The Texas Chainsaw Massacre – A Retrospective

A poster for Tobe Hooper's 1974 horror film 'The Texas Chain Saw Massacre' starring Gunnar Hansen. (Photo by Movie Poster Image Art/Getty Images)

Horror movies were banned in my house growing up. Full stop.

I think the scariest movie we were allowed to watch was Ghostbusters. That’s it.

I didn’t watch legit horror movies until friends discovered The Evil Dead franchise. Those were the first real horror movies I ever watched.

Well, cut to senior year, and I was starting to dive ass deep into pretentious film. I would complete the dive at college, but this was like, climbing up the ladder sort of (bad analogy).

I one day realized that I was in fact 17, and could, in fact, go rent stuff. So, I went to my local rental place Slick Sam’s Video (RIP), and picked up (on VHS mind you) The Shining, Night of the Living Dead, The Thing, and The Texas Chainsaw Massacre in one weekend. Watched them all.

And don’t get me wrong, they are all fantastic, but the one that is the most personal for me is Texas Chainsaw.

Now, I am never going to match the eloquence other people have bestowed upon this movie, especially not Joe Bob Briggs’ masterpiece essay on this film. Ill just cover why it is a guaranteed rewatch for me every year.

First, I think its the craft. For being a film made on three dollars and a quarter bag of weed, it is fucking SHOCKING how much talent is in this film. Like, consider the first time you are brought into the house. Just an incredible series of shots on something that clearly was a lucky find, dressed up on the dirt cheap.

I think Tobe Hooper’s skill carries this film a long way.

Next, I think it is our villains. Don’t need super powers, or zombies, or demons. I think what gives the film its grit is that we are dealing with people off the grid. It’s easy to say rednecks, but its not even just that. It’s people who are shut off. For whatever reason, society pissed them off enough to where they are now living in their own other world.

On reflection, this is probably the real reason I keep coming back to this movie year after year. These people…sure they are a caricature. Leatherface in his mask. The hitchhiker already strung out. But….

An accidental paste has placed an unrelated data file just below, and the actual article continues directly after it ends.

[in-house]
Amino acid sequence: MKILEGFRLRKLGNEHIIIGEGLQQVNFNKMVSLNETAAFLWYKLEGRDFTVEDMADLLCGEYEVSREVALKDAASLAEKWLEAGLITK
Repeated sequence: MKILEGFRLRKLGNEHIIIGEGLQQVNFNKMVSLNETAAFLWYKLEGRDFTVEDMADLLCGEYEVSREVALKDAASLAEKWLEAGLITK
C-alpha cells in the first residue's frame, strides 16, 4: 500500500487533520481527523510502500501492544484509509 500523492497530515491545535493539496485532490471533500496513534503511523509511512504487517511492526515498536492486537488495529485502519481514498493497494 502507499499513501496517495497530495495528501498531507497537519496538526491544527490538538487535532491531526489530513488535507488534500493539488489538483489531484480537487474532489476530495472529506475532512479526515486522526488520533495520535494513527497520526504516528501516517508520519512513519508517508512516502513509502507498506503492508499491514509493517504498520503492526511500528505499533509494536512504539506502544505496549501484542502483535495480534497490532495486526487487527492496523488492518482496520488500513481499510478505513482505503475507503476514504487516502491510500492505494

To be honest…

It’s not too dissimilar from people I know and have known back in the really rural parts of the world. Out there it is easy to disassociate. To think the world has gone to shit and you might as well fend for yourself by any means necessary.

I never saw anyone hanging up coeds on hooks. But, I definitely have been to a few houses and met a few people that….I looked at once and tried to get the hell away from.

Ok, lets get to the masterpiece.

The last 10-15 min of this movie is just perfect. Pitch perfect in every way. Again, a ton of real estate put here. But, got damn.

Look I have seen some dark shit these days. I’ve been to the far corners of weird ass intense cinema. That dinner scene combined with the ending is among the best craft I have seen executed of all time.

Don’t need a fucking jumpscare. Marilyn Burns’ is building all the atmosphere you need for this whole scene to come together.

Given everything that happened with the production of this movie, I can’t believe they pulled this off. We all know the dance at the end and the hysterical laughing, but it is the dinner scene that is the best.

4/4 – And you don’t need me to tell you that. If you haven’t seen The Texas Chainsaw Massacre, why the fuck are you reading this. Go watch it now. Pay for it. With money. You will not be disappointed.

One final thought. This is now a full fledged franchise with multiple films, video games, merch, etc. The gas station and the house are now fucking restaurants.

That is the worst thing that could have happened to this film. Makes it cheap. This film is as good as any other masterpiece film on the planet. Fucking watch it. Got damn.

© Church of the Holy Flava 2016 - 2021